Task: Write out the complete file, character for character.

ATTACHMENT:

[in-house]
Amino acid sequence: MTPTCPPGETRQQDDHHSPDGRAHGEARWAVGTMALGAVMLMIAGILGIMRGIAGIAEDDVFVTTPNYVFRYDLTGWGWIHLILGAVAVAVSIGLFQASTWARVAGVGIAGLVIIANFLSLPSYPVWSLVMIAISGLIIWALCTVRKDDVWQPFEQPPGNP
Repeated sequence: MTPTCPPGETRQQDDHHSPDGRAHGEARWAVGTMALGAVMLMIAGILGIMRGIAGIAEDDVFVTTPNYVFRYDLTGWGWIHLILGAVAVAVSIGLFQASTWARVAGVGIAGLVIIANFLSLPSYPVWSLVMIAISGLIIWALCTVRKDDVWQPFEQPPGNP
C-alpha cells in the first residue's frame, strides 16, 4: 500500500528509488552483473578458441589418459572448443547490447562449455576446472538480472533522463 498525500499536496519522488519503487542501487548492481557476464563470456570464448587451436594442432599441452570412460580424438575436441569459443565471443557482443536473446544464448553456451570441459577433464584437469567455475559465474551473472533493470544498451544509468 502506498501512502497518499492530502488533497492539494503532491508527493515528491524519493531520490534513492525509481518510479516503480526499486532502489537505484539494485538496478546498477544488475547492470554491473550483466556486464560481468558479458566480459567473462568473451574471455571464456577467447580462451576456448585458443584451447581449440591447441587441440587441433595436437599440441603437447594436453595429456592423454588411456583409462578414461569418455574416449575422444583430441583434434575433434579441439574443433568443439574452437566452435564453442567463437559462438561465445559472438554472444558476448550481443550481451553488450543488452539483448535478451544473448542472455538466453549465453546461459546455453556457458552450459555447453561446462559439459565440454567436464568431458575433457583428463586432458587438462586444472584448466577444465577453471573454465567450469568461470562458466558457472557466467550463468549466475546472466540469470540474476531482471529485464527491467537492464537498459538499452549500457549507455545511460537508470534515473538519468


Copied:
[in-house]
Amino acid sequence: MTPTCPPGETRQQDDHHSPDGRAHGEARWAVGTMALGAVMLMIAGILGIMRGIAGIAEDDVFVTTPNYVFRYDLTGWGWIHLILGAVAVAVSIGLFQASTWARVAGVGIAGLVIIANFLSLPSYPVWSLVMIAISGLIIWALCTVRKDDVWQPFEQPPGNP
Repeated sequence: MTPTCPPGETRQQDDHHSPDGRAHGEARWAVGTMALGAVMLMIAGILGIMRGIAGIAEDDVFVTTPNYVFRYDLTGWGWIHLILGAVAVAVSIGLFQASTWARVAGVGIAGLVIIANFLSLPSYPVWSLVMIAISGLIIWALCTVRKDDVWQPFEQPPGNP
C-alpha cells in the first residue's frame, strides 16, 4: 500500500528509488552483473578458441589418459572448443547490447562449455576446472538480472533522463 498525500499536496519522488519503487542501487548492481557476464563470456570464448587451436594442432599441452570412460580424438575436441569459443565471443557482443536473446544464448553456451570441459577433464584437469567455475559465474551473472533493470544498451544509468 502506498501512502497518499492530502488533497492539494503532491508527493515528491524519493531520490534513492525509481518510479516503480526499486532502489537505484539494485538496478546498477544488475547492470554491473550483466556486464560481468558479458566480459567473462568473451574471455571464456577467447580462451576456448585458443584451447581449440591447441587441440587441433595436437599440441603437447594436453595429456592423454588411456583409462578414461569418455574416449575422444583430441583434434575433434579441439574443433568443439574452437566452435564453442567463437559462438561465445559472438554472444558476448550481443550481451553488450543488452539483448535478451544473448542472455538466453549465453546461459546455453556457458552450459555447453561446462559439459565440454567436464568431458575433457583428463586432458587438462586444472584448466577444465577453471573454465567450469568461470562458466558457472557466467550463468549466475546472466540469470540474476531482471529485464527491467537492464537498459538499452549500457549507455545511460537508470534515473538519468